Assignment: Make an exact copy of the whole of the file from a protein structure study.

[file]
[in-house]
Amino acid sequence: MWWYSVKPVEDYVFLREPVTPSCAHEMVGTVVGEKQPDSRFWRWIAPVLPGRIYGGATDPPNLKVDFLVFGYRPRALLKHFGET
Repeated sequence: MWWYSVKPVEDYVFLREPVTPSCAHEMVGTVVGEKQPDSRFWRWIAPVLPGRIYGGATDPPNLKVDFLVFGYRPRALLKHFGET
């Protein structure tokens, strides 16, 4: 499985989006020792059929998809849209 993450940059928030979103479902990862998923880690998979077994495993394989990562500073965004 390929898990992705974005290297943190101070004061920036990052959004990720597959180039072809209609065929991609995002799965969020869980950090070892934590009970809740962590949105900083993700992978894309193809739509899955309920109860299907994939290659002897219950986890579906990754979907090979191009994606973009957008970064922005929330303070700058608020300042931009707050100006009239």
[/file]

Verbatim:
[in-house]
Amino acid sequence: MWWYSVKPVEDYVFLREPVTPSCAHEMVGTVVGEKQPDSRFWRWIAPVLPGRIYGGATDPPNLKVDFLVFGYRPRALLKHFGET
Repeated sequence: MWWYSVKPVEDYVFLREPVTPSCAHEMVGTVVGEKQPDSRFWRWIAPVLPGRIYGGATDPPNLKVDFLVFGYRPRALLKHFGET
């Protein structure tokens, strides 16, 4: 499985989006020792059929998809849209 993450940059928030979103479902990862998923880690998979077994495993394989990562500073965004 390929898990992705974005290297943190101070004061920036990052959004990720597959180039072809209609065929991609995002799965969020869980950090070892934590009970809740962590949105900083993700992978894309193809739509899955309920109860299907994939290659002897219950986890579906990754979907090979191009994606973009957008970064922005929330303070700058608020300042931009707050100006009239």